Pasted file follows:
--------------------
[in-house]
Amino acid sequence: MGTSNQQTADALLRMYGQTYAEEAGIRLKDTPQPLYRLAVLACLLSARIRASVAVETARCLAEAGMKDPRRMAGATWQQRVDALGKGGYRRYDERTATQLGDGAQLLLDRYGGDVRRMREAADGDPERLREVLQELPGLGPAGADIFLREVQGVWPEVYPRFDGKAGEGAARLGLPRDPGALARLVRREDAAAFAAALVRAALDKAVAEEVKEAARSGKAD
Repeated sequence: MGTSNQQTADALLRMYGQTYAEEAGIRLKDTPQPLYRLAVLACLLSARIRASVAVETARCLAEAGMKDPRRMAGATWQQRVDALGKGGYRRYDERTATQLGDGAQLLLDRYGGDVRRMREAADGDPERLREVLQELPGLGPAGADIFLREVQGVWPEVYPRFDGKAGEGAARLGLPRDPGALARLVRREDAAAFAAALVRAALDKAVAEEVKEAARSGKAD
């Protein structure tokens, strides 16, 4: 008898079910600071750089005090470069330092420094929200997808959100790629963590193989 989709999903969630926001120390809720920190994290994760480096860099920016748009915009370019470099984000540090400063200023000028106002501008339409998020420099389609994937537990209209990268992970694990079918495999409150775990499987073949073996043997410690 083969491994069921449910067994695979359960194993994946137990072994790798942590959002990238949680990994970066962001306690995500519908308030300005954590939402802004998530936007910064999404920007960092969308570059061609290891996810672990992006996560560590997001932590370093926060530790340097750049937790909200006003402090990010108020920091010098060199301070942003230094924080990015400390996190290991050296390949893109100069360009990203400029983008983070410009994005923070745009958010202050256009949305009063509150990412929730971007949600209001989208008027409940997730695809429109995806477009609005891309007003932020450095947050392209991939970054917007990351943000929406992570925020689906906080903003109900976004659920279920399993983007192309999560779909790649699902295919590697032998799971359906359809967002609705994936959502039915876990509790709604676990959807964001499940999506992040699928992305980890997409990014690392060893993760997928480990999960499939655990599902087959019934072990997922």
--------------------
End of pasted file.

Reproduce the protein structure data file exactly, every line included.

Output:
[in-house]
Amino acid sequence: MGTSNQQTADALLRMYGQTYAEEAGIRLKDTPQPLYRLAVLACLLSARIRASVAVETARCLAEAGMKDPRRMAGATWQQRVDALGKGGYRRYDERTATQLGDGAQLLLDRYGGDVRRMREAADGDPERLREVLQELPGLGPAGADIFLREVQGVWPEVYPRFDGKAGEGAARLGLPRDPGALARLVRREDAAAFAAALVRAALDKAVAEEVKEAARSGKAD
Repeated sequence: MGTSNQQTADALLRMYGQTYAEEAGIRLKDTPQPLYRLAVLACLLSARIRASVAVETARCLAEAGMKDPRRMAGATWQQRVDALGKGGYRRYDERTATQLGDGAQLLLDRYGGDVRRMREAADGDPERLREVLQELPGLGPAGADIFLREVQGVWPEVYPRFDGKAGEGAARLGLPRDPGALARLVRREDAAAFAAALVRAALDKAVAEEVKEAARSGKAD
């Protein structure tokens, strides 16, 4: 008898079910600071750089005090470069330092420094929200997808959100790629963590193989 989709999903969630926001120390809720920190994290994760480096860099920016748009915009370019470099984000540090400063200023000028106002501008339409998020420099389609994937537990209209990268992970694990079918495999409150775990499987073949073996043997410690 083969491994069921449910067994695979359960194993994946137990072994790798942590959002990238949680990994970066962001306690995500519908308030300005954590939402802004998530936007910064999404920007960092969308570059061609290891996810672990992006996560560590997001932590370093926060530790340097750049937790909200006003402090990010108020920091010098060199301070942003230094924080990015400390996190290991050296390949893109100069360009990203400029983008983070410009994005923070745009958010202050256009949305009063509150990412929730971007949600209001989208008027409940997730695809429109995806477009609005891309007003932020450095947050392209991939970054917007990351943000929406992570925020689906906080903003109900976004659920279920399993983007192309999560779909790649699902295919590697032998799971359906359809967002609705994936959502039915876990509790709604676990959807964001499940999506992040699928992305980890997409990014690392060893993760997928480990999960499939655990599902087959019934072990997922």